Positive association between short-term ambient air pollution exposure and children blood pressure in China–Result from the Seven Northeast Cities (SNEC) study

Xiao Wen Zeng, Zhengmin (Min) Qian, Michael George Vaughn, Erik J. Nelson, Shyamali C. Dharmage, Gayan Bowatte, Jennifer Perret, Duo Hong Chen, Huimin Ma, Shao Lin, Benjamin de Foy, Li Wen Hu, Bo Yi Yang, Shu Li Xu, Chuan Zhang, Yan Peng Tian, Min Nian, Jia Wang, Xiang Xiao, Wen Wen Bao & 2 others Ya Zhi Zhang, Guang Hui Dong

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Abstract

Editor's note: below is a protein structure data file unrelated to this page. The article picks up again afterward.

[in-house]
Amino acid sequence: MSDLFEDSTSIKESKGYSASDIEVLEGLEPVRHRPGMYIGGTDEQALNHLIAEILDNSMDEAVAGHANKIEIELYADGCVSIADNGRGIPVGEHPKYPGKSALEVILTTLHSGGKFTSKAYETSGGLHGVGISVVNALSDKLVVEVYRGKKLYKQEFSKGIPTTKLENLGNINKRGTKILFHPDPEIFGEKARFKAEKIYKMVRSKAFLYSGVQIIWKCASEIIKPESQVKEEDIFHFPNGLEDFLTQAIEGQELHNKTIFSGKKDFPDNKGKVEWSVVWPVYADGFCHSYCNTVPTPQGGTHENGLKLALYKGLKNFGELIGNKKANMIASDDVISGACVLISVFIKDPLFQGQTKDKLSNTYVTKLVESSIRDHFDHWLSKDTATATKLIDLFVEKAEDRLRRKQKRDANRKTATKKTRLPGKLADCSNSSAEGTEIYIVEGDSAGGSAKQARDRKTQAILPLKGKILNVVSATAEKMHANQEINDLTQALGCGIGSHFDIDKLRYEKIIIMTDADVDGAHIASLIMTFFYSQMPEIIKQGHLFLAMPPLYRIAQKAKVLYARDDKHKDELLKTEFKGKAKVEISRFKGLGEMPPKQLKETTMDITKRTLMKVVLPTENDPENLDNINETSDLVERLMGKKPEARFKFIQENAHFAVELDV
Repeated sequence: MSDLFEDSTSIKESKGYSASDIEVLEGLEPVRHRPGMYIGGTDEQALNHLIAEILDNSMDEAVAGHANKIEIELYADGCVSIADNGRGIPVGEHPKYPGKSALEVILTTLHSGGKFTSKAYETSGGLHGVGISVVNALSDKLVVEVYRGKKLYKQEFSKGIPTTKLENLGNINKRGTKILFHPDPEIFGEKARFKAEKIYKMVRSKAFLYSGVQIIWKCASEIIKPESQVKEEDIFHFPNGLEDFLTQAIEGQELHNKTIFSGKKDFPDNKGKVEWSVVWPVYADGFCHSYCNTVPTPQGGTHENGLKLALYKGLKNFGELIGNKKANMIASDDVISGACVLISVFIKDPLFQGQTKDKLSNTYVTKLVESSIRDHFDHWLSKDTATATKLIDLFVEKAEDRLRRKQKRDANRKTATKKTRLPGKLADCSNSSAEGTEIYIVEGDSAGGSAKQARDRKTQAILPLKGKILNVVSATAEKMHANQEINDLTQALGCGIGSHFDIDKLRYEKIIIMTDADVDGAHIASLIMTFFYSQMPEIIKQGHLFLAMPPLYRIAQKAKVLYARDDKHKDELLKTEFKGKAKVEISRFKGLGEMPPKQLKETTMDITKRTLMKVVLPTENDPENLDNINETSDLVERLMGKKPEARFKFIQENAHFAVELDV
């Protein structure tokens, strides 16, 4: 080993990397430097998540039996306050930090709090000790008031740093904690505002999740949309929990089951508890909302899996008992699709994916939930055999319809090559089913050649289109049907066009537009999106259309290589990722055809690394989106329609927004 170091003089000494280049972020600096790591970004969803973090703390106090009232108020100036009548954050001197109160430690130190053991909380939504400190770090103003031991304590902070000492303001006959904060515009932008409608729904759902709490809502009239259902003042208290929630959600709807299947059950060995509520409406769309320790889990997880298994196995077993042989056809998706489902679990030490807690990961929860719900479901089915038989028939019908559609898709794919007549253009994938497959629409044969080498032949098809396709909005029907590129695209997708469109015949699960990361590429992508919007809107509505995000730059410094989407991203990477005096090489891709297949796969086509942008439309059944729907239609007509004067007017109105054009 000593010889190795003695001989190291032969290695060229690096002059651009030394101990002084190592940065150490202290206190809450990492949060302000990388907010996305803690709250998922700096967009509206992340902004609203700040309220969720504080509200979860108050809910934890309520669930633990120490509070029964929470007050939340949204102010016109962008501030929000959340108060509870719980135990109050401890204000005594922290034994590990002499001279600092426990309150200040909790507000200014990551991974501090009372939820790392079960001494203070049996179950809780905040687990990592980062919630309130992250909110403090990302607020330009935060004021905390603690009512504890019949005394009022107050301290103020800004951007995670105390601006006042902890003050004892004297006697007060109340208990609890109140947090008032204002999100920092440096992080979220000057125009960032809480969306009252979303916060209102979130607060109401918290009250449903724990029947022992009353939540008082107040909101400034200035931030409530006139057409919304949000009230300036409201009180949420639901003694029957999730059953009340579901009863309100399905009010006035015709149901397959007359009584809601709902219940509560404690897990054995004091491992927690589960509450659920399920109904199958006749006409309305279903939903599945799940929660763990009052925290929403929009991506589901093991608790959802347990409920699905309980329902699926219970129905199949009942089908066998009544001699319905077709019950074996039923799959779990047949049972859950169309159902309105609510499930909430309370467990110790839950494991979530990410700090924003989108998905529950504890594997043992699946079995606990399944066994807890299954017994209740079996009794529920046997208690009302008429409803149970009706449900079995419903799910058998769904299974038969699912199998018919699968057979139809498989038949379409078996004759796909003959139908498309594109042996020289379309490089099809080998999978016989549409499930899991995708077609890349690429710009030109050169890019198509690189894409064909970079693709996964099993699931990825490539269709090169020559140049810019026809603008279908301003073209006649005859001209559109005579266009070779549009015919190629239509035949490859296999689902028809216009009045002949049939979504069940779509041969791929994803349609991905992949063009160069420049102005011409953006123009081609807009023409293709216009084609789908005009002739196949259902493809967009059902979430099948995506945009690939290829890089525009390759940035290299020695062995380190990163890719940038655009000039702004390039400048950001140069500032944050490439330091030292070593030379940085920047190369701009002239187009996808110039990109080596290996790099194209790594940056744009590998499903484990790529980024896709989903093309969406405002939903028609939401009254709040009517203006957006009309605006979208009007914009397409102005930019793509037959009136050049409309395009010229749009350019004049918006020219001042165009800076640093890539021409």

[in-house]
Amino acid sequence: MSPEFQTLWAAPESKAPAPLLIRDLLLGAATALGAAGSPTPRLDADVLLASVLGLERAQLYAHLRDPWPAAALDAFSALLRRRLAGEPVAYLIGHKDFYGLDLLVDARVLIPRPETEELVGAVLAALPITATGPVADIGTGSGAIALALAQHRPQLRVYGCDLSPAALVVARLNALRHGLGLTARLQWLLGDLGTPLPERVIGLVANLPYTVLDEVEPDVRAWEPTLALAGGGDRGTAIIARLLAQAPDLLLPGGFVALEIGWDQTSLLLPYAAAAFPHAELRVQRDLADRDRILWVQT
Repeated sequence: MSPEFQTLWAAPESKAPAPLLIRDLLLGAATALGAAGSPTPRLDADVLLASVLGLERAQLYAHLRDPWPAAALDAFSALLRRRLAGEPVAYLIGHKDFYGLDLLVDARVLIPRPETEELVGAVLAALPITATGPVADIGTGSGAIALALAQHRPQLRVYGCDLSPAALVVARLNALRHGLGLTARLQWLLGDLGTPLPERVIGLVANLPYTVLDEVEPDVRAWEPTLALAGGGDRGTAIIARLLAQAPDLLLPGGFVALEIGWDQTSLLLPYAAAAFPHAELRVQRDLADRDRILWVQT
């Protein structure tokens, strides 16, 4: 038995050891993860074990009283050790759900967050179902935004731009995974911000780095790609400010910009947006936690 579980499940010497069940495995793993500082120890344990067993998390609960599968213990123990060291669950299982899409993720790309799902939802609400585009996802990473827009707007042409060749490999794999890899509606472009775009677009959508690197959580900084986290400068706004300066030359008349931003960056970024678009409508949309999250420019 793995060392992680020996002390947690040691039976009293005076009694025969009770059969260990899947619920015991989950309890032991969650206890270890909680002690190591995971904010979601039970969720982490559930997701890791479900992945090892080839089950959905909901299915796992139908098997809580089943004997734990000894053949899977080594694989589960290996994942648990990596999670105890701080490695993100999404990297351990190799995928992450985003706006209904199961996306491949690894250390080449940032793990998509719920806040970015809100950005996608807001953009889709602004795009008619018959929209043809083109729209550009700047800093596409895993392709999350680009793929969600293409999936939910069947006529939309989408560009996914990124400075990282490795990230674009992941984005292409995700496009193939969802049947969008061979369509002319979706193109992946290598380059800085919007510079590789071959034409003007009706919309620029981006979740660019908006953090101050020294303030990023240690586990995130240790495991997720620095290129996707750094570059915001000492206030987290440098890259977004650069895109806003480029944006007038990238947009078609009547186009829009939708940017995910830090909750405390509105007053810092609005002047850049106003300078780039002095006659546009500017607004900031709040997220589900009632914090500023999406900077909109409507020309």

The impact of ambient air pollution on health causes concerns in China. However, little is known about the association of short-term air pollution exposure with blood pressure (BP) in children. The goal of present study was to assess the association between short-term air pollution and BP in children from a highly polluted area in China. This study enrolled 9354 children in 24 elementary and middle schools (aged 5–17 years) from the Seven Northeast Cities (SNEC) study, respectively, during the period of 2012–2013. Ambient air pollutants, including particulate matter with an aerodynamic diameter of ≤10 μm (PM10), sulfur dioxide (SO2), nitrogen dioxide (NO2) and ozone (O3) on the days (1–5 days) preceding BP examination were collected from local air monitoring stations. Generalized additive models and two-level regression analyses were used to evaluate the relationship between air pollution and BP after adjusting for other covariates. Results showed that with an interquartile range (IQR) increase in PM10 (50.0 μg/m3) and O3 (53.0 μg/m3) level during the 5-day mean exposure, positive associations with elevated BP were observed, with an odds ratio of 2.17 (95% CI, 1.61–2.93) for PM10 and 2.77 (95% CI, 1.94–3.95) for O3. Both systolic BP and diastolic BP levels were positively associated with an IQR increase of four air pollutants at different lag times. Specifically, an IQR increase in the 5-day mean of PM10 and O3 was associated with elevation of 2.07 mmHg (95% CI, 1.71–2.44) and 3.29 mmHg (95% CI, 2.86–3.72) in systolic BP, respectively. When stratified by sex, positive relationships were observed for elevated BP with NO2 exposure only in males. This is the first report on the relationship between ambient short-term air pollution exposure and children BP in China. Findings indicate a need to control air pollutants and protect children from heavy air pollution exposure in China.